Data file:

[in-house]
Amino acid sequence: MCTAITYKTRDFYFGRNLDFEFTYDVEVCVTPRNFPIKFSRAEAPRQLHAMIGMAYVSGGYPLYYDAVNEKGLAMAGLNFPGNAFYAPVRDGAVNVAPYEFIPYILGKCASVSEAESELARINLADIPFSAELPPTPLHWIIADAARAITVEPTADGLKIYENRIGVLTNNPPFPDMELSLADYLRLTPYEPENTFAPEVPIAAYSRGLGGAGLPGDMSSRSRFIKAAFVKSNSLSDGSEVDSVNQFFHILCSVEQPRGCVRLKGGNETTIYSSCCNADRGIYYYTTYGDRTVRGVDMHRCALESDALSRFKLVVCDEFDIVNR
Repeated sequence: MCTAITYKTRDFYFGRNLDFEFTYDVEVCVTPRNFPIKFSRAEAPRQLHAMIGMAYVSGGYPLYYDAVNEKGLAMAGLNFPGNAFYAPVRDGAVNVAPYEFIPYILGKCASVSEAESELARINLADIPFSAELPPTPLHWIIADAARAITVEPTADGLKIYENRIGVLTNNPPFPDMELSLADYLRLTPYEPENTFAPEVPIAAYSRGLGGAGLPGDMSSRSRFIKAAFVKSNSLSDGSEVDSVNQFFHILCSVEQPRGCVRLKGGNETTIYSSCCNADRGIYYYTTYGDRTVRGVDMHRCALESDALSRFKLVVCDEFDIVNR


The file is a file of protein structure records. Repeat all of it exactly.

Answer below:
[in-house]
Amino acid sequence: MCTAITYKTRDFYFGRNLDFEFTYDVEVCVTPRNFPIKFSRAEAPRQLHAMIGMAYVSGGYPLYYDAVNEKGLAMAGLNFPGNAFYAPVRDGAVNVAPYEFIPYILGKCASVSEAESELARINLADIPFSAELPPTPLHWIIADAARAITVEPTADGLKIYENRIGVLTNNPPFPDMELSLADYLRLTPYEPENTFAPEVPIAAYSRGLGGAGLPGDMSSRSRFIKAAFVKSNSLSDGSEVDSVNQFFHILCSVEQPRGCVRLKGGNETTIYSSCCNADRGIYYYTTYGDRTVRGVDMHRCALESDALSRFKLVVCDEFDIVNR
Repeated sequence: MCTAITYKTRDFYFGRNLDFEFTYDVEVCVTPRNFPIKFSRAEAPRQLHAMIGMAYVSGGYPLYYDAVNEKGLAMAGLNFPGNAFYAPVRDGAVNVAPYEFIPYILGKCASVSEAESELARINLADIPFSAELPPTPLHWIIADAARAITVEPTADGLKIYENRIGVLTNNPPFPDMELSLADYLRLTPYEPENTFAPEVPIAAYSRGLGGAGLPGDMSSRSRFIKAAFVKSNSLSDGSEVDSVNQFFHILCSVEQPRGCVRLKGGNETTIYSSCCNADRGIYYYTTYGDRTVRGVDMHRCALESDALSRFKLVVCDEFDIVNR